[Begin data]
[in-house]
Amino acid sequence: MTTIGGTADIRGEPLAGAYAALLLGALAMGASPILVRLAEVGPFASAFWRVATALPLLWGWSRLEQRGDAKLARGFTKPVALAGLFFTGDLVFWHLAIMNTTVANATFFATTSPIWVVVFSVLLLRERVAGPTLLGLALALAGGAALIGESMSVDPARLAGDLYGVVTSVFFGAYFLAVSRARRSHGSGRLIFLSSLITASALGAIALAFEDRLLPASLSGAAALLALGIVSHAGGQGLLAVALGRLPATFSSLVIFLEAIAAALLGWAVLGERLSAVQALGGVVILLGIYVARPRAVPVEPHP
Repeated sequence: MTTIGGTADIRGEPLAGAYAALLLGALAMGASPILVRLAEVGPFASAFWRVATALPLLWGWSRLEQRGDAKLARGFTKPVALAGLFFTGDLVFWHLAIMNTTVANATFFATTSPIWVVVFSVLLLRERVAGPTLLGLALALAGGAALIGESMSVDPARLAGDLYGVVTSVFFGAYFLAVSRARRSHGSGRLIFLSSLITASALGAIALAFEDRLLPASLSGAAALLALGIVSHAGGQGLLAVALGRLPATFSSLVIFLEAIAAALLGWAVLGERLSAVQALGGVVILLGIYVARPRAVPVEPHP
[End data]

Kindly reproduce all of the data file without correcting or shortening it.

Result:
[in-house]
Amino acid sequence: MTTIGGTADIRGEPLAGAYAALLLGALAMGASPILVRLAEVGPFASAFWRVATALPLLWGWSRLEQRGDAKLARGFTKPVALAGLFFTGDLVFWHLAIMNTTVANATFFATTSPIWVVVFSVLLLRERVAGPTLLGLALALAGGAALIGESMSVDPARLAGDLYGVVTSVFFGAYFLAVSRARRSHGSGRLIFLSSLITASALGAIALAFEDRLLPASLSGAAALLALGIVSHAGGQGLLAVALGRLPATFSSLVIFLEAIAAALLGWAVLGERLSAVQALGGVVILLGIYVARPRAVPVEPHP
Repeated sequence: MTTIGGTADIRGEPLAGAYAALLLGALAMGASPILVRLAEVGPFASAFWRVATALPLLWGWSRLEQRGDAKLARGFTKPVALAGLFFTGDLVFWHLAIMNTTVANATFFATTSPIWVVVFSVLLLRERVAGPTLLGLALALAGGAALIGESMSVDPARLAGDLYGVVTSVFFGAYFLAVSRARRSHGSGRLIFLSSLITASALGAIALAFEDRLLPASLSGAAALLALGIVSHAGGQGLLAVALGRLPATFSSLVIFLEAIAAALLGWAVLGERLSAVQALGGVVILLGIYVARPRAVPVEPHP